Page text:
Despite the rising prices of U.S. gasoline, analysts predict that Ford Motor Co. will report its largest first-quarter profit since 1998, with the sales of new fuel-efficient vehicle models identified as a contributing factor.
Specifically, the company’s profit, excluding certain items, may have increased from 46 cents a share a year ago to 50 cents per share this year, according to the average of the estimates of 14 analysts.
In addition, the average of three analysts' estimates as compiled by Bloomberg, revealed that net income may have reached $2.1 billion, which is the largest so far since its $17.6 billion profit in the first quarter of 1998.
The company’s sales of their more fuel-efficient models like the Explorer sport-utility vehicle and the Fiesta subcompact have risen as gas prices gained this year. In addition, The company’s CEO, Alan Mulally, has worked to boost fuel economy.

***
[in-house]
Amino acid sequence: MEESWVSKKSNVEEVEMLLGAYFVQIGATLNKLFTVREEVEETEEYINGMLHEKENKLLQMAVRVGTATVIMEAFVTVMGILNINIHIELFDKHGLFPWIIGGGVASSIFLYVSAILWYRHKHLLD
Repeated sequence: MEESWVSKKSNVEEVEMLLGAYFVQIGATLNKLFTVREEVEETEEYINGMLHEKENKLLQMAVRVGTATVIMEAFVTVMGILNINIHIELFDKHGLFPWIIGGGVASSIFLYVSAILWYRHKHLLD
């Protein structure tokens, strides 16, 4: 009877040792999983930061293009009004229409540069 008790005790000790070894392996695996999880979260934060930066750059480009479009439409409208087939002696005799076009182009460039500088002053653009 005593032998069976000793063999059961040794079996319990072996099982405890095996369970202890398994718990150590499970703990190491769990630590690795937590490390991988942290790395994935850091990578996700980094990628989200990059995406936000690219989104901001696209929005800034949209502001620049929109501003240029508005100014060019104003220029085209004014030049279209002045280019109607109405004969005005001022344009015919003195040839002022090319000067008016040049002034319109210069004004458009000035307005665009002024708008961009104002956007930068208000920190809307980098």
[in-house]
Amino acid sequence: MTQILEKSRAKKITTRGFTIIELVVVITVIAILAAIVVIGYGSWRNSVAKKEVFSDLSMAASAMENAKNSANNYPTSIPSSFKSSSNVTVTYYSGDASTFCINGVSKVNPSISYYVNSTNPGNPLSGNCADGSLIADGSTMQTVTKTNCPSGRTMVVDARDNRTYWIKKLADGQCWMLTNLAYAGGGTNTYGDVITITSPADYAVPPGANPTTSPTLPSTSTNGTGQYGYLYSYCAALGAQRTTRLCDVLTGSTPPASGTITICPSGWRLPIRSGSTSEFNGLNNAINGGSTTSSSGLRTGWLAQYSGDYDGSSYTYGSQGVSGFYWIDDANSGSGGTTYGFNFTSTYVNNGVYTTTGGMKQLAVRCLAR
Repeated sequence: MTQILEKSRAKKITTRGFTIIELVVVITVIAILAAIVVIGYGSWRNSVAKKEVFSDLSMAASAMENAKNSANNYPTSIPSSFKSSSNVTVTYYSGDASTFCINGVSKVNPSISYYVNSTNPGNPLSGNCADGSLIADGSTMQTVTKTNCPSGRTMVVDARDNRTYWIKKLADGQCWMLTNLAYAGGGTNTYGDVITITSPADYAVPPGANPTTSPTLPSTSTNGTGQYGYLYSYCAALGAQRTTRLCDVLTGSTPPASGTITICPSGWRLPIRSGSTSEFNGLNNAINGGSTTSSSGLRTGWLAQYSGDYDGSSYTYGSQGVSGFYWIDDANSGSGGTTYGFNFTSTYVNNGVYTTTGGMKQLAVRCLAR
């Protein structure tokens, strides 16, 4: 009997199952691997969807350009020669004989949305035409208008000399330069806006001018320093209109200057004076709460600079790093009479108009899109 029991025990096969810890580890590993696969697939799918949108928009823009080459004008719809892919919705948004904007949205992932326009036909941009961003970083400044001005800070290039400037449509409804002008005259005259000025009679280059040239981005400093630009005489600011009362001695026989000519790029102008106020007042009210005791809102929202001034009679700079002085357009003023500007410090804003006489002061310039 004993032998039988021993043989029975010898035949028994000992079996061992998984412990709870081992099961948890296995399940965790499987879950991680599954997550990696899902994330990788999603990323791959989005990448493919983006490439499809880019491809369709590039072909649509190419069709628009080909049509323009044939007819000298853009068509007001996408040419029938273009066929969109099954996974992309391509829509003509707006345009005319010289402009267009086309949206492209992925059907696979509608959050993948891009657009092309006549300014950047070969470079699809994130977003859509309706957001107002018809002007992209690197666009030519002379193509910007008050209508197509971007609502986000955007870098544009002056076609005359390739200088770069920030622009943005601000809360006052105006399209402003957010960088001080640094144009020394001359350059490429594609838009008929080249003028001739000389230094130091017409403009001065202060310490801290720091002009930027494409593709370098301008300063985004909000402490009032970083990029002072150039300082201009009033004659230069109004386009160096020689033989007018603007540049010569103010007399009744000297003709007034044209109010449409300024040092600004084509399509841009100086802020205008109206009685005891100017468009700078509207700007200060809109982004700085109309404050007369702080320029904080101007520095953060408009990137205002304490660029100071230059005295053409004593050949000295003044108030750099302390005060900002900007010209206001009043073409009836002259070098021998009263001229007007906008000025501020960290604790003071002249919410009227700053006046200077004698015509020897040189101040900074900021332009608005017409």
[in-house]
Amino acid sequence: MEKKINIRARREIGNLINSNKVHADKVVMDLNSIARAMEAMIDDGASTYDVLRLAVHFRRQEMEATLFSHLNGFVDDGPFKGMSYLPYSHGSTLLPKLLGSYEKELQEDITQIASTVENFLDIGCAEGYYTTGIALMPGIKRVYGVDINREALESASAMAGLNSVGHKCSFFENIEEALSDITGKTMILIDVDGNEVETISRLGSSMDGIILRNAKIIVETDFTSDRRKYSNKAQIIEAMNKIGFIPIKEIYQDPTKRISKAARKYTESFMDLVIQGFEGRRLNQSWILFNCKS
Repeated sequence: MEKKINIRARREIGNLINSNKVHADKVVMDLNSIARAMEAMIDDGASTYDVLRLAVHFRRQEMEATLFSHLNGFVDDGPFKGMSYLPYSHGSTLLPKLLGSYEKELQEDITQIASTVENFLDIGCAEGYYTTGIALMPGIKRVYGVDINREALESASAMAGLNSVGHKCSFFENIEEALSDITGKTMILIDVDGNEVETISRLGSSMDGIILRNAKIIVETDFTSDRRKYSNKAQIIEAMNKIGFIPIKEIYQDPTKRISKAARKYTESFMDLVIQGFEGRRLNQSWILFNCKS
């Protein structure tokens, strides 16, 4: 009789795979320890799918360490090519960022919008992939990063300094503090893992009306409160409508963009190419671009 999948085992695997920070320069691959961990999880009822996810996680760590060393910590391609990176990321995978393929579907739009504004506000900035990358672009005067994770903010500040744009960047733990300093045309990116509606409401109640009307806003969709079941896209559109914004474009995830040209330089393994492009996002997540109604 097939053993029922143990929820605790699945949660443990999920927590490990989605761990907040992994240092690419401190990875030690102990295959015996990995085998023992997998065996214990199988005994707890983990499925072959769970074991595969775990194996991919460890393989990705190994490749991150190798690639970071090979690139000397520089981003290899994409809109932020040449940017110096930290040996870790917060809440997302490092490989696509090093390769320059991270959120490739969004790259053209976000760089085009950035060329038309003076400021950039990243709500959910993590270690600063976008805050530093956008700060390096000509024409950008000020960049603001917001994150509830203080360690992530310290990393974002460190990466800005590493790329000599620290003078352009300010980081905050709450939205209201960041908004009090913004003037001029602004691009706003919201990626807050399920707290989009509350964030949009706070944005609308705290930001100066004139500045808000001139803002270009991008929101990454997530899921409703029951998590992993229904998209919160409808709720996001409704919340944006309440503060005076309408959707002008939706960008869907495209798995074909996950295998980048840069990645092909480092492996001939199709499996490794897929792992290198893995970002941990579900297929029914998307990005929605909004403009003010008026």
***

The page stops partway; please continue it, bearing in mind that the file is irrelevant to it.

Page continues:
On the other hand, investors are still concerned that the rising fuel costs may adversely affect car sales as well as customer confidence, Fund Manager Gary Bradshaw at Hodges Capital Management said. "I don't feel as good as I would if I was filling up at the pump for $2.89 instead of $3.89 a gallon," he added.
His company owns approximately 200,000 Ford shares. However, Bradshaw remains confident that Ford can “weather the storm,” saying that it is better prepared this time. The increase in gas prices has been identified as a contributing factor to the 8.1 percent decrease in the shares of Ford in 2011 that was worsened by the company’ fourth-quarter profit trailing analysts' average estimate by 38 percent.
The company has also been struggling with the disruptions in the supply chain, just like any other entities in the auto industry, due to the March 11 tsunami and earthquake in Japan. Although the disasters have forced the company to halt production at its plants to conserve inventories, Mulally has stated that the events will not affect the company’s earnings.